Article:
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Firefly successfully completes first orbital launch of its Alpha rocket

Alpha 1:48 into flight

Capitalism in space: Firefly, a company that just two years ago had gone into bankruptcy, tonight successfully launched their new Alpha rocket into orbit on its second test launch. The screen capture to the right shows the rocket 1:48 minutes into flight, its first stage still firing.

A final 2nd stage engine burn has completed, and we now have confirmation of deployment of the payload satellites. My sources tell me that the second stage under-performed, putting the satellites into a 223x283km orbit, rather than the planned 300km orbit, which will shorten the lifespan of the smallsats. As this was a test launch, not an operational one, this issue does not to my mind make the launch a failure.They reached orbit and the satellites were successfully deployed.

Thus, Firefly now joins SpaceX, Rocket Lab, ULA, Virgin Orbit, and Northrop Grumman as an operational American commercial rocket companies. Astra had been operational, but it has stepped down as it builds a new rocket.

The leaders in the 2022 launch race:

43 SpaceX
41 China
12 Russia
7 Rocket Lab

American private enterprise now leads China 61 to 41 in the national rankings, and is tied with the entire world combined, 61 to 61.

Conscious Choice cover

Now available in hardback and paperback as well as ebook!


From the press release: In this ground-breaking new history of early America, historian Robert Zimmerman not only exposes the lie behind The New York Times 1619 Project that falsely claims slavery is central to the history of the United States, he also provides profound lessons about the nature of human societies, lessons important for Americans today as well as for all future settlers on Mars and elsewhere in space.

Conscious Choice: The origins of slavery in America and why it matters today and for our future in outer space, is a riveting page-turning story that documents how slavery slowly became pervasive in the southern British colonies of North America, colonies founded by a people and culture that not only did not allow slavery but in every way were hostile to the practice.  
Conscious Choice does more however. In telling the tragic history of the Virginia colony and the rise of slavery there, Zimmerman lays out the proper path for creating healthy societies in places like the Moon and Mars.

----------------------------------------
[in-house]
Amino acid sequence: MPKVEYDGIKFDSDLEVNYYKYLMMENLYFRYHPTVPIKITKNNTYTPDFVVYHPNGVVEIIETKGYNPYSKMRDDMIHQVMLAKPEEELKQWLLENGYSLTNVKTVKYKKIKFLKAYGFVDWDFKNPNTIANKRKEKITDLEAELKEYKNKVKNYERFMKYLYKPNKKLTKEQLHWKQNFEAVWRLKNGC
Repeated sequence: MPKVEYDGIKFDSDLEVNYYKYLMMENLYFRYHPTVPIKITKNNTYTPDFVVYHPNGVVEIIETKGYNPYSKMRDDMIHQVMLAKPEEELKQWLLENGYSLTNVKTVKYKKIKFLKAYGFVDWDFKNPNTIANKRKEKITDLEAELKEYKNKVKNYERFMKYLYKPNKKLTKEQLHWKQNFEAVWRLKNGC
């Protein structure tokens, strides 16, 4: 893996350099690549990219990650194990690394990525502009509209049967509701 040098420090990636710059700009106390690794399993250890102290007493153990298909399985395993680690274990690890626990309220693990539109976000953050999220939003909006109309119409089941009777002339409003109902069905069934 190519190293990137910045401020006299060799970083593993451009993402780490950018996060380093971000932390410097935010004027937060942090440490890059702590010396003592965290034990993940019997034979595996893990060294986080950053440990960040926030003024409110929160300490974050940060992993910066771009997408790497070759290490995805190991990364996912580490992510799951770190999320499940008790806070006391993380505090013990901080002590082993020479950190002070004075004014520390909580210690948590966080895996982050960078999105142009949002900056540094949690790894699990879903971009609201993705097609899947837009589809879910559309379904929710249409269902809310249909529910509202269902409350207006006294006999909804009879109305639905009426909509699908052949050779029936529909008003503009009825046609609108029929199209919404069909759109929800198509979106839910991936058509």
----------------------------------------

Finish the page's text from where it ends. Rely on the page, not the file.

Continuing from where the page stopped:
“Zimmerman’s ground-breaking history provides every future generation the basic framework for establishing new societies on other worlds. We would be wise to heed what he says.” —Robert Zubrin, founder of founder of the Mars Society.


All editions are available at Amazon, Barnes & Noble, and all book vendors, with the ebook priced at $5.99 before discount. The ebook can also be purchased direct from my ebook publisher, ebookit, in which case you don't support the big tech companies and I get a bigger cut much sooner.


Autographed printed copies are also available at discount directly from me (hardback $24.95; paperback $14.95; Shipping cost for either: $5.00). Just email me at zimmerman @ nasw dot org.


  • Concerned

    I still don’t see what innovation an/or cost savings Firefly brings to the table that will allow it to win customers. Unless they’re embracing full reusability (that only makes fiscal sense with chemical propulsion if you scale up the size) or somehow can manufacture and operate these things significantly cheaper, I can’t see how they will compete.

  • Joe

    Firefly’s Alpha is built for rapid manufacture. Of course they need to get out of the R&D phase first. Once you have an assembly line, things get better from a financial perspective. The issue will be if they can lure enough business to them. I am hoping they can do that.

  • “Take me out
    To the Black
    Tell’em I ain’t comin’ back.”

  • Edward

    Several factors are involved in addition to the price to the customer. The launch capacity can be important to customers that have heavier payloads. Rocket Lab’s electron can take 300 kg to low Earth orbit (LEO) but Alpha can take 1,170 kg.

    Availability is important. A launcher that can only fly every other year (e.g. SLS) may be less desirable than one that launches every week (as is the goal of several launch companies). Customers who have to wait a long time for a launch may turn to another launch provider.

    Fairing size can be just as important as the mass capacity. If the payload does not fit within the fairing, that is not the right rocket for the customer.

    I hope you can give us a white paper report on how your satellite performs.

  • GaryMike


    F yeah.

  • sippin_bourbon

    Jeff Bezos is doing the math on his orbital launch services….

    “Ten Percent Of Nothin’ Is… Let Me Do The Math Here… Nothin’, And Then Nothin’, Carry The Nothing…”

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